Martina Franca

Saturday, November 25, 2017

I didn’t want to start another title with ‘Riding’, so Martina Franca (MF) is my topic of the day . . . I rode my bike for about five and a half hours today (moving time, about six hours total), and it was a great ride.

My speed was not ‘high’, my distance was not ‘great’, but I felt pretty good.  When I am riding, I think of all the cool things to say here in the blog about where I went and what I have seen, but then I don’t have time to write for six hours (or even one really), so here are a few highlights and I hope it captures my day’s enjoyment.

First off, I am trying to find new roads, and given the condition of some of the roads I have been on this is a risky proposition as many of the roads around here are not that great and some are fantastic and getting between them or even remembering which was which can be tricky.   But I planned a route last night that would take me through Crispiano again (I enjoyed that climb) and then on to Martina Franca.   I see the name in various places, mostly advertising I think, but it seemed like it might be interesting to see the place.

I mentioned my enjoyment of the climb to Crispiano, and today was the same.  It’s a pretty steady climb with modest traffic (by Italian standards; by Canadian standards the roads are empty), so I started there, and after a bit of a dip out of town, made a left turn and started my way to Martina Franca . . . and then the climb started.

Bike Ride 20171125

Climbing on my bike makes me happy, at least most days.   Its a chance to test your body and your mind.   Often there are beautiful views on long European climbs, and the sense of accomplishment at the top is worth the effort in my twisted brain.   The climb from that left turn to the ‘peak’, which was well before arriving in MF was 5.2km at a nice steady 5-7% grade.   I wasn’t expecting the climb at all, so didn’t think much about it, and unlike many climbs, there was no vantage or lookout to provide perspective.  It was heavily treed and just a nice green tunnel heading up, up, up.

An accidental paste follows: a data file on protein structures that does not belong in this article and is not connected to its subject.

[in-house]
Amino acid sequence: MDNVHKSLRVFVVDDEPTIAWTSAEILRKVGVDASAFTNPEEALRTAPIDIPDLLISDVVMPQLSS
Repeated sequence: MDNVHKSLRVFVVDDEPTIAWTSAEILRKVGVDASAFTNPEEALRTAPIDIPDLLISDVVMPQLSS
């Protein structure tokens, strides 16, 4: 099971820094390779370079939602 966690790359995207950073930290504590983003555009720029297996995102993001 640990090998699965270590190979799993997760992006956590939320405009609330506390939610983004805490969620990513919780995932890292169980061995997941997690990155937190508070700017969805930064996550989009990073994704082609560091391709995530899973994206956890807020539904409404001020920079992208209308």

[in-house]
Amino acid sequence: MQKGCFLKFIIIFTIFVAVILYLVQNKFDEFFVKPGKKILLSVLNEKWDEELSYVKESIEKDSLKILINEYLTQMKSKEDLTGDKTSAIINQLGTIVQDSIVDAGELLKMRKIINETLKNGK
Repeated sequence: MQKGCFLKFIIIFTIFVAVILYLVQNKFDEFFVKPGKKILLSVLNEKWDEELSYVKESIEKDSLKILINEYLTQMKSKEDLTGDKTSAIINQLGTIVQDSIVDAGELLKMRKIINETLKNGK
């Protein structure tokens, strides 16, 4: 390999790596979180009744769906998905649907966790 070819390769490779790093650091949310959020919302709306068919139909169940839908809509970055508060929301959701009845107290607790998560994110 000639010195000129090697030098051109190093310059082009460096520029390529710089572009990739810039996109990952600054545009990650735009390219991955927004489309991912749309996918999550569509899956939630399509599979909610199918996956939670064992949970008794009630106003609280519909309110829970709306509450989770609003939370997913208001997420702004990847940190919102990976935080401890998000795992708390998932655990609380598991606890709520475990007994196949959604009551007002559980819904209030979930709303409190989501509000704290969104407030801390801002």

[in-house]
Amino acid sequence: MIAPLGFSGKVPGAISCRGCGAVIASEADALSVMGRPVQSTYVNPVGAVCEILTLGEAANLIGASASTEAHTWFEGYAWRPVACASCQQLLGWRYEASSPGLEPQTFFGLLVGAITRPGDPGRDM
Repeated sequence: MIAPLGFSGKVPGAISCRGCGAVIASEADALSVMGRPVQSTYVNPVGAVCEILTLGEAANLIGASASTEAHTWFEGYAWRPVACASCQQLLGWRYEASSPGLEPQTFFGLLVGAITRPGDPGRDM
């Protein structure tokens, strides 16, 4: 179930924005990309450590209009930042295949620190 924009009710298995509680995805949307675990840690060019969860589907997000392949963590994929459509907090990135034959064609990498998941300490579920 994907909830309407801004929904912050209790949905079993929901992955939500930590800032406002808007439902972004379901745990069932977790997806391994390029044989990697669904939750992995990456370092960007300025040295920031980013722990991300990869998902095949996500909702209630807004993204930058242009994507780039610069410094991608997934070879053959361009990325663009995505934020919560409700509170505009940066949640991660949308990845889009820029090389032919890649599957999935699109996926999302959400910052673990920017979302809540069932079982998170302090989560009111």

At one point, it leveled out and my left crank started feeling strange again.  I looked down and wouldn’t you know it, my crank arm was half way off again.   This time, my bottom bracket hadn’t become unscrewed, just the left crank arm sliding off.   This was much easier to fix and I stopped to do so.   I stopped at a nice rock fence with wire around and the clear intent was to keep dogs within the enclosure.   Which is good because the dogs came a calling.  About 6 dogs flew over to the fence and proceeded to bark ferociously at me for the ten minutes while I fixed things.   I thought it kind of funny, I was torturing them standing there, my face just six inches or so away from their noses (they were standing on top of the rock wall, the wire was on top of the rock wall).  I did look at the lab as I was finishing up and his tail was wagging like crazy, but the other little fellas didn’t look so happy with my presence.

I did get everything put together nicely, climbed on the bike and started down the road.  In another post, not on this blog, I mentioned a critical error in my thinking on the topic of torturing dogs.   Calling them when they chase you, ignoring them when they snarl at you, etc.   Make sure the fence keeps the dogs in.   Oops.   As I got to the end of the fence one of those angry little mutts was out, standing on a rock wall, snarling and at ear level.  Again about 12″ away from my head.

No problem, but I moved my head left very quickly and the dog was clearly not interested in jumping the four feet down to the road to chase me and I suppose riding on my shoulders probably didn’t seem like a good bet for the poor dog.  All is good.